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A Five-Pack Of Parks Where Winter Is Anything But Off-Season

acadia cadillac mountain view in winter

Whether you want winter—or an exit from it—the national parks have an escape route for you. This is what snowshoers and expert Nordic skiers will find atop Cadillac Mountain, a main attraction in Maine's Acadia National Park. NPS photo by Todd M. Edgar.

From snowsports to whale watching, America’s national parks have it all come winter. At National Parks Traveler, we’ve compiled a brief overview to some of the best national parks to visit once the last leaf falls from the trees. No matter where you live or what you’re interested in, there’s something for everyone at America’s geographically diverse national parks.

Acadia National Park: For Snow in the East, a Maine Attraction

Long known for iconic coastal scenery, Acadia is a great park to visit at any time of year. Travelers looking for adventure will find no shortage here as the northern snows begin to fall. As one of the few national parks that allows recreational snowmobiling, visitors can zip along the 27-mile Park Loop Road and most fire roads. On the opposite end of the adrenaline spectrum is ice fishing. With eleven lakes and ponds to choose from, there’s bound to be a winning catch for everyone. If you have your own dogs and equipment, dog sledding or skijoring is permitted on all closed roads. There are also the usual winter activities such as hiking, cross-country skiing, and snowshoeing. There is no accommodation located inside the park (except camping) but lodging abounds in the seaside towns surrounding the park.

Why you should go now: The striking landscape takes on a different kind of beauty when frosted by snow. While cold, Acadia is hardly unmanageable and the variety of activities will please a wide spectrum of winter enthusiasts.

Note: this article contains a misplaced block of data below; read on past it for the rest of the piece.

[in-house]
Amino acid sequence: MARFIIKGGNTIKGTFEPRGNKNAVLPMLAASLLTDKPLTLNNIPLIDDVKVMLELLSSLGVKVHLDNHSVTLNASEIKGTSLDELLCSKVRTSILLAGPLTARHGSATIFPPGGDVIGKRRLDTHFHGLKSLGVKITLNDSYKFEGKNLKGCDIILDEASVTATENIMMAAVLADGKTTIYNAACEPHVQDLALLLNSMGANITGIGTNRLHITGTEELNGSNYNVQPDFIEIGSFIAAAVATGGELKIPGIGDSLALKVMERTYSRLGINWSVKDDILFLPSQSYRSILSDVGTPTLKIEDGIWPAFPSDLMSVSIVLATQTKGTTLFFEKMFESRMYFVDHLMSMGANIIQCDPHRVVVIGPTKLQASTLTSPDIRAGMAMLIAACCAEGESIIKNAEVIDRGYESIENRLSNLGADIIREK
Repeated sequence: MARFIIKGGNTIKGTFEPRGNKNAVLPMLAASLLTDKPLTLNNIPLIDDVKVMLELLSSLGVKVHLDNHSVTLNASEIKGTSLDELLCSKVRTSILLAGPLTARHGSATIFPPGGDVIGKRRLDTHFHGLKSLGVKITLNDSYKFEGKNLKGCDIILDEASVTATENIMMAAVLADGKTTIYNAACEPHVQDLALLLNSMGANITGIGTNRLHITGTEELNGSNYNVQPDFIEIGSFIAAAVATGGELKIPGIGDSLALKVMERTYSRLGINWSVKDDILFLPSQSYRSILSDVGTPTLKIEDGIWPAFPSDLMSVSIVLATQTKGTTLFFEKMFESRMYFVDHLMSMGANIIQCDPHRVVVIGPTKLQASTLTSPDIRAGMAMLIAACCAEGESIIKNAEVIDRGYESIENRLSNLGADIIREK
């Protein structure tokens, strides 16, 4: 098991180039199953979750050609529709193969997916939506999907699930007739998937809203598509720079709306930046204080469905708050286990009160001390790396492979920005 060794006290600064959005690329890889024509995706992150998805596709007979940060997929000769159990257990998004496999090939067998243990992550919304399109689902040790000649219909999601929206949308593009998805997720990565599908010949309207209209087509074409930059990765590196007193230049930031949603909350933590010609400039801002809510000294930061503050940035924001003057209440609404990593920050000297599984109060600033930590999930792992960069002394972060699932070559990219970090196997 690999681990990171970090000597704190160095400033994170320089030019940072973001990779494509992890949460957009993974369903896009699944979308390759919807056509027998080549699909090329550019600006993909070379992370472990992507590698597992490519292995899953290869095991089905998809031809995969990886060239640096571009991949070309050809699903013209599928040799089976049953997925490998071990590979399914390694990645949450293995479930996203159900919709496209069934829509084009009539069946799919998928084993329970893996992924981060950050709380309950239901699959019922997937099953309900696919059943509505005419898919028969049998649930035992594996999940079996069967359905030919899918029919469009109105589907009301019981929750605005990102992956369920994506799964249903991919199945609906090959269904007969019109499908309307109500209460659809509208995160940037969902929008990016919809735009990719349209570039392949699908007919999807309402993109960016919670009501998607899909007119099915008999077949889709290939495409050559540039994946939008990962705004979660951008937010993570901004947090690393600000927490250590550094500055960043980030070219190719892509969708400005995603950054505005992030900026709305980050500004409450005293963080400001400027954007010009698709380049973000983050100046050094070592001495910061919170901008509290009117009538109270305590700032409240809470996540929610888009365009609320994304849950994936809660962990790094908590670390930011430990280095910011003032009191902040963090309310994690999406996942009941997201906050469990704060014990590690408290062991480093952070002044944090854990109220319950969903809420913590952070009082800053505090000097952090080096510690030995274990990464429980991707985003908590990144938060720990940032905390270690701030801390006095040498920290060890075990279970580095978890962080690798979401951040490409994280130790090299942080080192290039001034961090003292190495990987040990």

Biscayne National Park: For the Winter Escapee In Florida

Since 95% of Biscayne is water and winter tempts are often in the seventies, it is the perfect destination for anyone looking to make like a bird and fly south for the winter. The park’s concessioner offers guided glass-bottomed boat tours or visitors can rent kayaks or canoes to explore on their own. Home to more than 500 species of fish as well as a wide variety of coral, birds, butterflies, reptiles, and manatees, Biscayne is perfect for wildlife lovers. Snorkeling and diving are some of the best ways to experience the park. The submerged Maritime Heritage Trail lets you explore historic wreck sites in the park. "Only accessible by boat, the trail maps out six different wrecks. Mooring buoys provide a place to leave the boat while you dive in to take a closer look.

Why you should go now: December marks the beginning of Florida’s dry season and temperatures stay warm enough year-round that a wetsuit should suffice to explore this watery wonderland.

Channel Islands National Park: For the Offshore Experience in California

Located off the coast of southern California and accessible only by boat, Channel Islands National Park includes five of the eight Channel Islands: Anacapa, Santa Cruz, Santa Rosa, San Miguel, and Santa Barbara. There is no lodging on the islands, only camping, and being prepared is key as there are no restaurants or shops either. However, the undeveloped nature of the islands provides the perfect opportunity to explore the wildlife, both on land and in the sea. With mild weather year round, the real winter draw to the islands is whale watching. Gray whales can be spotted mid-December through mid-March; early morning is the best time for sightings. Imagine spending a winter vacation watching whales slap their giant tails on the waves. That’s a lot better than shoveling the driveway!

Why you should go now: Southern California’s perfect weather already makes it a great place to spend the winter. Add in rugged islands and whales and you have a vacation that can’t be beat whenever you get there.

Joshua Tree National Park: For the Desert Side of California